Girls' basketball: How do you stop Mesa Ridge?

By: Brent W. New
March 7, 2014 Updated: March 7, 2014 at 11:19 pm
photo - Mesa Ridge's Gabby Purnell shoots past Widefield's Haley Armstrong during the second half of a game. Mesa Ridge defeated Widefield 66-23 at Widefield High School on Tuesday, January 14, 2014. (The Gazette/Jerilee Bennett)
Mesa Ridge's Gabby Purnell shoots past Widefield's Haley Armstrong during the second half of a game. Mesa Ridge defeated Widefield 66-23 at Widefield High School on Tuesday, January 14, 2014. (The Gazette/Jerilee Bennett) 

Here's a riddle that's baffled Colorado's high school girls' basketball teams: What do you do against Mesa Ridge.

In 25 games nobody in Colorado has figured out how to stop the Grizzlies (25-0), and now, time is running out, as Jeff Beatty's top-seeded bunch heads into the Denver Coliseum on Saturday afternoon to face No. 2 D'Evelyn in the 4A girls' quarterfinals.

The Grizzlies have so much talent at so many positions, there's no one way to beat them. Do you try to slow down their post play and take away easy layups? That would mean finding a way to handle not one but two 6-footers in sophomore Kylee Shook (6-foot-3) and senior Sami Rudd (6-0). Or do you try to press the guards and limit transition points? That would mean disrupting the flow of senior guards and forwards that have played together since the fifth grade.

So far, no one this season has had the answer.

"Well, we have to play like state champions to be one. And the thing that makes us good is our unselfish style of play," Beatty said. "We have seven or so players that can take over a game on any night."

And here they are:

Kylee Shook (The Sensational Sophomore): Shook recoils at the fact she missed the Grizzlies' end run last season, following a badly sprained ankle in the playoffs. Because of that unsettling feeling though, she's been tougher to slow down this season. The center has been so dominant in the paint that her 13.8 points and 10 rebounds a game don't paint a picture of how good she's really been, Beatty says.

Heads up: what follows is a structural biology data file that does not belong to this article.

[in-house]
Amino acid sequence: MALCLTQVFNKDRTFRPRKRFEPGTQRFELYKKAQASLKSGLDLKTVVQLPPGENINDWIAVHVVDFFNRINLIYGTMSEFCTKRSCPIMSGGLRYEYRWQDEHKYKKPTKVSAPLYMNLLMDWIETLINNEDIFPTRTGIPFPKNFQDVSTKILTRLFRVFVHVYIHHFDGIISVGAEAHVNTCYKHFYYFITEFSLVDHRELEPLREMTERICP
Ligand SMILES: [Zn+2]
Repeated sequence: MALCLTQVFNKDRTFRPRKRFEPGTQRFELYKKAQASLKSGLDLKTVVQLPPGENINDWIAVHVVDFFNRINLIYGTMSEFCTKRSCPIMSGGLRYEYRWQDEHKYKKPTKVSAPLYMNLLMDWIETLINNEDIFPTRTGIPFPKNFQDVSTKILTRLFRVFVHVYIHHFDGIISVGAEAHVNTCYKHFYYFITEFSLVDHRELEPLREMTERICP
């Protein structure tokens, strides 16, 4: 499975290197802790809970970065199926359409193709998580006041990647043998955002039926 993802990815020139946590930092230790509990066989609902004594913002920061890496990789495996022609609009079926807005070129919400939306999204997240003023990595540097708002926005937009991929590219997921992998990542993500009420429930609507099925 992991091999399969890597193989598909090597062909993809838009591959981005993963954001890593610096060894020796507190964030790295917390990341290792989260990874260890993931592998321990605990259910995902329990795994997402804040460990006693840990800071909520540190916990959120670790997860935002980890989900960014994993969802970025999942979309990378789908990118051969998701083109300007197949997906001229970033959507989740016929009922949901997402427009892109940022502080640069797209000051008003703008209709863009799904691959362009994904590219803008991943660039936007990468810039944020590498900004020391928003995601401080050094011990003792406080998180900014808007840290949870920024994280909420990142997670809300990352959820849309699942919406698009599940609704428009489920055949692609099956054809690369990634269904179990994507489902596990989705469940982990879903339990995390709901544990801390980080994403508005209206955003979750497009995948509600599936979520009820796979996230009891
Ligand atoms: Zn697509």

"If she wasn't so unselfish, who knows what kind of numbers she could put up," he said.

Gabby Purnell (The Floor Leader): The 5-5 senior is the most vocal and one of the most explosive players on the floor. After improving her mid-range jumpers over the summer, Purnell is scoring 12.6 points per game, which is four points more a game than the captain was scoring last year.

"I'm the coach on the floor." she says. "I need to get the ball in the right places, whether that's the hoop or to one of my teammates."

Tiffani Jackson (The Defensive Specialist): The 5-8 guard proves that even though the Grizzlies are built for low-post play, they can still beat you in transition. Jackson (8.4 ppg), who has shown she can score 20 on any given night, can create her own offense at any moment.

"She'll jump the passing lanes, get us out on transition and she can finish as well," Beatty says.

Sami Rudd (The I-can't-believe-she's-not-playing-in-college Athlete): Rudd, who will row at Kansas State, jokes that Shook constantly gets her out of trouble on the court. But the fact of the matter is Rudd creates a nightmare for other teams. As the team's other skilled 6-footer, Rudd averages 10.6 points and more than six rebounds.

Asked how a team could beat Mesa Ridge this postseason, she said, "They'd have to shoot very, very well."

Mische' Hubbard (The Pinpoint Passer): Hubbard accepts her role as a passer first, shooter second. Honestly, she loves it. While only averaging 4.7 points, Hubbard is a big part of Mesa Ridge's offense.

"My job is to drive to the basket and find the open teammate," she says.

Venessanah Itugbu (The Phenom): Even longer than her name is this 5-10 forward's wingspan. Beatty calls Itugbu one of the best athletes he's seen, and one of the team's best defenders.

"She's extraordinary," he says.

Haily Beatty (The Bully): She calls herself the enforcer. Her dad calls her to do just about everything else.

The 5-2 daughter of the coach has played every position this season and has embraced her role off the bench.

"I'm like the bully on the team. I just go in, play tough and get the other team a little off-balanced," she says.

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